“But here in the United States, where I have lived since I was a young girl, the solitude of exile makes me feel that so little is mine that not even the sky has the same constellations. The trees and the fauna the same names or sounds or the rubbish the same smell. How does one recover the familiar? How does one name the unfamiliar? How can one be another or live in a foreign language? These are the dilemmas of one who writes in Spanish and lives in translation” (Agosin 201).

With these words, she explains how the one who speaks a different language and shares different cultural values feels in the other cultural society.

Moreover, she provides that thinking in Spanish, she had to translate her thoughts and emotions into English and that it was really hard to express her feelings and the way she saw the better world with the help of the language that was not her native. It is a common problem for all writers who try to write in the language of the social community that is different from a native social community, as people see and perceive the world in different ways.

This is the same idea that was provided by Rodriguez, but Agosin found a decision to the problem. In the moment of solitude, when she belonged to herself, she read and wrote in Spanish that helped her “recover fragrances, spoken rhythms, and the passion of my own identity” (Agosin 203). Rodriguez adopted a new language as a new identity and Agosin saw English as one more means to express her Spanish identity.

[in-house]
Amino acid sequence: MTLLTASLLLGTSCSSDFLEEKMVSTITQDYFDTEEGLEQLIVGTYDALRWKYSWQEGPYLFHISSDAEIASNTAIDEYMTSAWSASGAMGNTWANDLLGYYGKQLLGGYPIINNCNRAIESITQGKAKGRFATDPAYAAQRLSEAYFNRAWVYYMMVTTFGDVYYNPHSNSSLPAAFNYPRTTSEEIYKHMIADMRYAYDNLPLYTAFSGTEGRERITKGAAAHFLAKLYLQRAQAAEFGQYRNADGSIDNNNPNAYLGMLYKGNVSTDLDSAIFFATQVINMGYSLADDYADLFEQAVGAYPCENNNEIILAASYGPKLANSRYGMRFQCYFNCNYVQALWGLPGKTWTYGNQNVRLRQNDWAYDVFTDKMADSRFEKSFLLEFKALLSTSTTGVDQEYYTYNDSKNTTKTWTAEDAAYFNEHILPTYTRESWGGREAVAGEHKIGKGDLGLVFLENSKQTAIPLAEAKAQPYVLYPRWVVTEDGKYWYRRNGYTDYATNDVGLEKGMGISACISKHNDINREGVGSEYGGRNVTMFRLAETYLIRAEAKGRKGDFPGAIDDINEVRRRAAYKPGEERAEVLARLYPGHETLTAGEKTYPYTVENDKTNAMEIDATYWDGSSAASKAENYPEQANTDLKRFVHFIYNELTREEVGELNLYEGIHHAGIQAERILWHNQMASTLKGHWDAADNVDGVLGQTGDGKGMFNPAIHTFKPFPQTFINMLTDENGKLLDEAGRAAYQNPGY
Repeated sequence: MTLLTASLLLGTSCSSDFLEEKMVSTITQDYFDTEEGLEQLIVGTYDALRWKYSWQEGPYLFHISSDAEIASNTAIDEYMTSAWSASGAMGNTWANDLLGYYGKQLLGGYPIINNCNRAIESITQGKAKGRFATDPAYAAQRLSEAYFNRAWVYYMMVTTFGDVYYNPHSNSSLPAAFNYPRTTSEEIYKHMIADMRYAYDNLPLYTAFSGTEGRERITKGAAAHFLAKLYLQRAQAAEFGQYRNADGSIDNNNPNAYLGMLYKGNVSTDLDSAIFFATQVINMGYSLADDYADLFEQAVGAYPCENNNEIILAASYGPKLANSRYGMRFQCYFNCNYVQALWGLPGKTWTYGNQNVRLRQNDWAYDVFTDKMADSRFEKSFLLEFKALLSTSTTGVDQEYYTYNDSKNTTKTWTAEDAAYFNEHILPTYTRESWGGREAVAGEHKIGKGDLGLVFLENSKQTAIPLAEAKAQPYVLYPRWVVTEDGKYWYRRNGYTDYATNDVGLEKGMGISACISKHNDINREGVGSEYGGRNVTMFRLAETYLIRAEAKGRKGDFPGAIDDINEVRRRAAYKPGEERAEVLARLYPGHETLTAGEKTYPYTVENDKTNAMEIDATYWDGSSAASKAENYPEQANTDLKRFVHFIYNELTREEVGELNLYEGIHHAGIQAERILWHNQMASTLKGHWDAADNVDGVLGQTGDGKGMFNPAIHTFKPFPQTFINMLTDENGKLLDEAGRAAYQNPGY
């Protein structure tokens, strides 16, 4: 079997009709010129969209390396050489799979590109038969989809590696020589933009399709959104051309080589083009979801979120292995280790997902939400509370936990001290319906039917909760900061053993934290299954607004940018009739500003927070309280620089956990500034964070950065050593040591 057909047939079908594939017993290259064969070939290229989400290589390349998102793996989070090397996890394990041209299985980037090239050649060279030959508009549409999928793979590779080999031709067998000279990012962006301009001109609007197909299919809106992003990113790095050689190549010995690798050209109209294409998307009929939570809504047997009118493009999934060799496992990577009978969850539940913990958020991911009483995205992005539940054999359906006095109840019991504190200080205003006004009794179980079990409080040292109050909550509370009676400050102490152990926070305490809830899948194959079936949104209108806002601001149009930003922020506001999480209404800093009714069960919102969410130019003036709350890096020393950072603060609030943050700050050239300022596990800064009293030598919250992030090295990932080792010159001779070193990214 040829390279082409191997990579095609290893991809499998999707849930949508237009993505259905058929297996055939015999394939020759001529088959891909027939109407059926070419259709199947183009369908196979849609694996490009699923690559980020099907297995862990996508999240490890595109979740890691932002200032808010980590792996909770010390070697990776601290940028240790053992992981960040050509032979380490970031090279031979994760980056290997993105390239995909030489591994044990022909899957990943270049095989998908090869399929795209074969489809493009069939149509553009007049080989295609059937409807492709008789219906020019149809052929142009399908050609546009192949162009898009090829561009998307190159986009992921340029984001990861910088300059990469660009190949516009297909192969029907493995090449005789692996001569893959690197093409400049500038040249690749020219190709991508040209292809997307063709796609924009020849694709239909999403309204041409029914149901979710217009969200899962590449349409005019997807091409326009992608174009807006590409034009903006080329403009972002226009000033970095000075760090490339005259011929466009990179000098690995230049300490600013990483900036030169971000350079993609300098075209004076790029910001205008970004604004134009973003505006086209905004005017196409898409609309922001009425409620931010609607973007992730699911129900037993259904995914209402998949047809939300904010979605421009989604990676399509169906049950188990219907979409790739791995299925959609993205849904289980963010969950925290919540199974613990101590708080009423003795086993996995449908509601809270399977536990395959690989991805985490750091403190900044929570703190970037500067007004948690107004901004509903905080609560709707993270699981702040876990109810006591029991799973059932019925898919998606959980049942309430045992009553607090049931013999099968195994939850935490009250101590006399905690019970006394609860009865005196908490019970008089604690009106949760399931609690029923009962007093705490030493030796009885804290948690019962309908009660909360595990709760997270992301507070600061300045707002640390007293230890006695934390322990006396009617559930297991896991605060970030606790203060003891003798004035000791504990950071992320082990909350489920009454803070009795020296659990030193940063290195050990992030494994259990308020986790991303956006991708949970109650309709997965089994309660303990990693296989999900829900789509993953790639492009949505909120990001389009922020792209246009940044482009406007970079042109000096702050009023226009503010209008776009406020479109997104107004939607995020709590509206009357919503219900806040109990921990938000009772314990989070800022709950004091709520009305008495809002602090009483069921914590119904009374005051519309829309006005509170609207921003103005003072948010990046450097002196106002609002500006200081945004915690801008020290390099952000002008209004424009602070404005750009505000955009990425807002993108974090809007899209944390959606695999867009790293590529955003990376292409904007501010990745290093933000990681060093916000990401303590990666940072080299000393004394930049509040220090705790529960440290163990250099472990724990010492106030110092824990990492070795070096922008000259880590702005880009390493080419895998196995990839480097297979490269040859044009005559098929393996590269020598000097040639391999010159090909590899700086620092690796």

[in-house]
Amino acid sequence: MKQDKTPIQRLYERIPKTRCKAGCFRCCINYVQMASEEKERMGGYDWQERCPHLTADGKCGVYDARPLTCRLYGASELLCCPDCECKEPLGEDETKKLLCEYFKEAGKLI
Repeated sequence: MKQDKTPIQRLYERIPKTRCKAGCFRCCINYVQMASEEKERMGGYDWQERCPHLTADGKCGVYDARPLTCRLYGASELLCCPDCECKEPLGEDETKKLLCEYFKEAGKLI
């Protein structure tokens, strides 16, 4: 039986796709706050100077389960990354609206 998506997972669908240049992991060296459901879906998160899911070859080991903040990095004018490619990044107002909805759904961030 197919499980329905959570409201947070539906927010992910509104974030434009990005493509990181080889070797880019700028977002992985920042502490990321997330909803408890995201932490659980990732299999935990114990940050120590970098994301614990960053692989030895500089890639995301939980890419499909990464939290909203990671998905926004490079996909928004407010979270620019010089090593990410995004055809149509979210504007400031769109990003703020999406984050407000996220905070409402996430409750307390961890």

Moreover, speaking English and living in different society, she did dot refuse her “cultural heritage”: “Finally, for the first time since I had left Chile. I felt I didn’t have to explain myself. My poem, expressed in another language, spoke for itself … and for me” (Agonis 204). With this statement, the author provides a solution for those who try to save their cultural identity in a foreign world, they should not forget their language and read and write it.

Thus, we can see that both authors write about the same problem, as they had similar experience in assimilation with new culture. However, the results of their experiences are different. Rodriguez lost his identity because he lost his language trying to be a part of the intellectual society with different cultural values, but Agosin managed to save her heritage, as she was able to combine speaking two languages and exploring both cultures.

Examining the works by two authors, we can see the importance of a native language, and can come to a conclusion that language is really a soul of the nation and one should not loose his/her national roots that will be helpful when assimilating with a different nation.

Works Cited

Agosin, Marjorie. “Always Living in Spanish: Recovering the Familiar, Through Language.”Multilingual USA: 201-206. Print.

Rodriguez, Richard. “Hunger of Memory: The Education of Richard Rodriguez.” New York: Random House Publishing Group. 1983. Print.